UC Davis Health researchers were awarded a $450,000 grant to help expand the health system’s ability to work with growers who focus on specialty crops. These crops include fruits, vegetables, tree nuts and dried fruits.
Fred Meyers, director of the UC Davis Center for Precision Medicine and Data Science, and Ronit Ridberg, manager of the center’s Precision Nutrition Program, will lead the project to help build a “farm-to-hospital” model at UC Davis Health. Executive Chef Santana Diaz and his team at Food and Nutrition Services have been working toward this goal since 2017 when Diaz joined the health system.
“Our center believes in the value of team science,” Meyers said. “Not only is the project a natural fit for the way we conduct research, but we also believe strongly in the role diet and nutrition play in our health, especially through fresh fruits and vegetables. Why not make them extra fresh, and find them as close to the source as possible?”
Specialty crops make up the majority of California’s agricultural production, driving a large part of the state’s agricultural economy. However, off-season demand and a desire for cheaper or processed produce leads many stores and restaurants to source from out of state or Mexico. This draws money away from local economies and contributes to climate change by transporting food from more than 50 miles away.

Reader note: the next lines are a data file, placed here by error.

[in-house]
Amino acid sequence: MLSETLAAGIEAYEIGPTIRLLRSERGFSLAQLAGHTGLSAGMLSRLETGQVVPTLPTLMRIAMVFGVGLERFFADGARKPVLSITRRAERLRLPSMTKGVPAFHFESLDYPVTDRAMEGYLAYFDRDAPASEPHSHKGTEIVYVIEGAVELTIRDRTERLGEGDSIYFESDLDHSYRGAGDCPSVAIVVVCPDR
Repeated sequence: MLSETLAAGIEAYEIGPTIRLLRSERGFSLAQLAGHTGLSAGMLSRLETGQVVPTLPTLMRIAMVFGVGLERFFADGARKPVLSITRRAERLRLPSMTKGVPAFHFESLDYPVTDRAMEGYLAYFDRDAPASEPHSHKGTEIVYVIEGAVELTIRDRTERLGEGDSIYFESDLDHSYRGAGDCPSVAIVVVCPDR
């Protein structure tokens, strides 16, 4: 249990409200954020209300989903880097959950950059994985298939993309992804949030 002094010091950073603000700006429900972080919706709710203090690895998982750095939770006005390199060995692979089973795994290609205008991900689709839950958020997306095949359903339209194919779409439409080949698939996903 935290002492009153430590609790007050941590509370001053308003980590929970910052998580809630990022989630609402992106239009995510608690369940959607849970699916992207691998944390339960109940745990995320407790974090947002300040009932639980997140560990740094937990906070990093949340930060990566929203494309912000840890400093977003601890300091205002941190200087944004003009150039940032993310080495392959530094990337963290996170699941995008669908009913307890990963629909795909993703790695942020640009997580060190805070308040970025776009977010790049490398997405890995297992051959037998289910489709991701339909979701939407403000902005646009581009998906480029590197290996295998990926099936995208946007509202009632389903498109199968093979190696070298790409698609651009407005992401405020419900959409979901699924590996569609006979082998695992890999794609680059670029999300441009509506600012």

This has been seen and felt in the Sacramento region. Between 2012 and 2017, the number of farms in the Sacramento region declined as growers struggled financially. The economic crisis spurred by COVID-19 further stressed regional food systems.
UC Davis Health has the second-largest production kitchen in Sacramento. It spends $1.63 million on produce annually to serve 2.4 million meals per year. Changing to more seasonal menus that use specialty crops from the region and California will show how the hospital can promote both the health of its patients and employees and the local economy.
“Clean, seasonal, and sustainable foods are the foundation of proactive health,” Diaz said. “It starts with trust and source transparency of what we actually put into our body. Our local communities can benefit from these practices given the available bounty of our location.”